Mayor Rob MacIsaac
City of Burlington
Executive Director, Community Development Halton
Councillor, Ward 1, City of Burlington
Deputy Chief, Halton Regional Police Service
Elderly Services Advisory Committee, Region of Halton
Past Chair, Board of Governors, Joseph Brant Memorial Hospital
Inter-Church Council of Burlington
Burlington Counselling and Family Services
Superintendent, Halton Catholic District School Board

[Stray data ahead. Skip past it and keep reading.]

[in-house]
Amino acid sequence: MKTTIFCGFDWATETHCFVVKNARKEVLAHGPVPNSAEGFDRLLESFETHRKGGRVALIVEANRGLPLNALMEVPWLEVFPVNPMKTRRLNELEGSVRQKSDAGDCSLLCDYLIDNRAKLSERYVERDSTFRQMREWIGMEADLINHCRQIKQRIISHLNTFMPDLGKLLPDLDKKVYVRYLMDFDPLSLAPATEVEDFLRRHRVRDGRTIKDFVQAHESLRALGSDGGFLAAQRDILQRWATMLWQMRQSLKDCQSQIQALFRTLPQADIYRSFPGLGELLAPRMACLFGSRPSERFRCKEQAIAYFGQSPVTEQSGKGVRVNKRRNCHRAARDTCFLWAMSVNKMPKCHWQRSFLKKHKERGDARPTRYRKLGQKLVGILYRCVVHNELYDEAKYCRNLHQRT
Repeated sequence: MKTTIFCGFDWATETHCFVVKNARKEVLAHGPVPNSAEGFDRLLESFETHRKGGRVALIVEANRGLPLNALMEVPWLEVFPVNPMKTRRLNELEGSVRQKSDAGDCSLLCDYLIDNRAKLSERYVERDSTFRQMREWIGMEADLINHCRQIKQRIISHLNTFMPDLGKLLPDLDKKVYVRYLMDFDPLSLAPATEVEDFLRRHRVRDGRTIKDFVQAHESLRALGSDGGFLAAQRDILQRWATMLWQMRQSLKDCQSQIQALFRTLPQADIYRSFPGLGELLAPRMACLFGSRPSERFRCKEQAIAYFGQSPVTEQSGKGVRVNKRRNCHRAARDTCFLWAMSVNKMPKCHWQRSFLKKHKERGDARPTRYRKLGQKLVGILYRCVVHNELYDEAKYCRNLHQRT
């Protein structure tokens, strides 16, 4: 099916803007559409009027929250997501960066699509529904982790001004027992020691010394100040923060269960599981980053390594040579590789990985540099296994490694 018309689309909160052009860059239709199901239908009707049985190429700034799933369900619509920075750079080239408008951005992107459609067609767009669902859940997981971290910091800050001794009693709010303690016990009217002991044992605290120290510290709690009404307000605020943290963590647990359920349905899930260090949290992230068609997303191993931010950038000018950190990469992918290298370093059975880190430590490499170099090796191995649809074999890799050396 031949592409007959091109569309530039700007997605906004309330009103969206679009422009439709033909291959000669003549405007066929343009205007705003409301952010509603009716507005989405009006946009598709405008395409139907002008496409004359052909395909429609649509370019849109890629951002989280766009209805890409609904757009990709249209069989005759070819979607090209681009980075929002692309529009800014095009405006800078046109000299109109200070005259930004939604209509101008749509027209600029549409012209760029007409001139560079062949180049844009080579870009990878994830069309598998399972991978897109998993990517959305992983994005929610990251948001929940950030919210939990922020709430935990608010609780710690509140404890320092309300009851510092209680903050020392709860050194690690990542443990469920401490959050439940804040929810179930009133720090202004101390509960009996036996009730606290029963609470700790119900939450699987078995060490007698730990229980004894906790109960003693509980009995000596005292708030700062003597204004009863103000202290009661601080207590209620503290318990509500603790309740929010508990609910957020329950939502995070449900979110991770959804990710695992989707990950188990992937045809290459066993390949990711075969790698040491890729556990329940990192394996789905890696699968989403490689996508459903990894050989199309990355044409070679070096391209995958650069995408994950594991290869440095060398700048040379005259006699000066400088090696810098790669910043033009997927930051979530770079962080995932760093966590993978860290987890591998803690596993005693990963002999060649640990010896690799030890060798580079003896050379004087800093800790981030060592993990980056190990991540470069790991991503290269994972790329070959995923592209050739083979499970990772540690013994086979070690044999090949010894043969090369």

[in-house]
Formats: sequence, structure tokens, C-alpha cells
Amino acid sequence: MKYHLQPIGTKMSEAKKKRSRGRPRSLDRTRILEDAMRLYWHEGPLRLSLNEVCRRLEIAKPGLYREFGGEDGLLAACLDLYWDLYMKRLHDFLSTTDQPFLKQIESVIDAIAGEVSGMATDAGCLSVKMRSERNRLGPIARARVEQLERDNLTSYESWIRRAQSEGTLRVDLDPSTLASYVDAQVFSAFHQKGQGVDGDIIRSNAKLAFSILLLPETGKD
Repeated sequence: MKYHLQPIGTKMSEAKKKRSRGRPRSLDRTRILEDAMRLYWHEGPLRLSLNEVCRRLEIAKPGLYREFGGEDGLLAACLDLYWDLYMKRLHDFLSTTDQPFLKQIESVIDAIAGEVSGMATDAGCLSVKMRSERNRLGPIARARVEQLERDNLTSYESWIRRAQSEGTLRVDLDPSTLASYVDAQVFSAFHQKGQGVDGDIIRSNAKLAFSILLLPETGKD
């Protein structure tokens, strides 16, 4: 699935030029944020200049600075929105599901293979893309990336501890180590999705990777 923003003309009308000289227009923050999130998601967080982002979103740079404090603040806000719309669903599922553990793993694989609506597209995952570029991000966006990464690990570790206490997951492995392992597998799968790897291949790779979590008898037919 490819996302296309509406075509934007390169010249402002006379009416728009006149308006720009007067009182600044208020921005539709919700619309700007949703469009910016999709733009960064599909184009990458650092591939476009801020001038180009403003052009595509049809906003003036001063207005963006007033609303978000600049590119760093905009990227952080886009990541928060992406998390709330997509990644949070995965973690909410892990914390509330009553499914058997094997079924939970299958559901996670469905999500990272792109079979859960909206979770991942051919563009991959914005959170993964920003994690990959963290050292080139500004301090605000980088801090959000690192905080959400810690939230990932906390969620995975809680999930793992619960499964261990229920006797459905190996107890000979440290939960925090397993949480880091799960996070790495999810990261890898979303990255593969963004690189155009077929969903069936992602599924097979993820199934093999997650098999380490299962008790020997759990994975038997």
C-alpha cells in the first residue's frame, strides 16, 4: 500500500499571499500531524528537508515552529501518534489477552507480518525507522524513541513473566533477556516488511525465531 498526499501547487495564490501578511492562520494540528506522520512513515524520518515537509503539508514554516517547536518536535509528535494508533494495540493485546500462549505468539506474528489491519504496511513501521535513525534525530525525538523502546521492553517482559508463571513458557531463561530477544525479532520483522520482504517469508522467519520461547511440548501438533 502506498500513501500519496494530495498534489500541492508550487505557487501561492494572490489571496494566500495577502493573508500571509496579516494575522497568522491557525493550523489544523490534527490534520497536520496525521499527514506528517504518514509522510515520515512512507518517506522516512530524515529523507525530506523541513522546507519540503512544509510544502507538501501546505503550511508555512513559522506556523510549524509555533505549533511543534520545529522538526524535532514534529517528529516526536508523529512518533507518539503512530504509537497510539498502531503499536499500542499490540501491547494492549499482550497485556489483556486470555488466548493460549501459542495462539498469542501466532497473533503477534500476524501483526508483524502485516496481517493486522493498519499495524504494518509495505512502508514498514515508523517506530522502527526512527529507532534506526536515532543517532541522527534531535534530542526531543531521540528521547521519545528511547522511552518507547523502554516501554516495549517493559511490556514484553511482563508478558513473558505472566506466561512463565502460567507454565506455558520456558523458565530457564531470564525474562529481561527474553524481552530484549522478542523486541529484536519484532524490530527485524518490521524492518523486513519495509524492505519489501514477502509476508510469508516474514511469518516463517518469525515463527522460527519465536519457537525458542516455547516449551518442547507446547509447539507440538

Diversity Co-ordinator, Halton District School Board
Performing Arts Burlington
Halton Multicultural Council
Canadian Federation of University Women
Burlington Chamber of Commerce
Bob Van Cleef
Oakville and District Labour Council
Burlington Community Foundation
Project Coordinator: Glynis Maxwell
Produced by Community Development Halton
860 Harrington Court
Burlington, Ontario L7N 3N4
(905) 632-1975, (905) 878-0955; Fax: (905) 632-0778; E-mail: email@example.com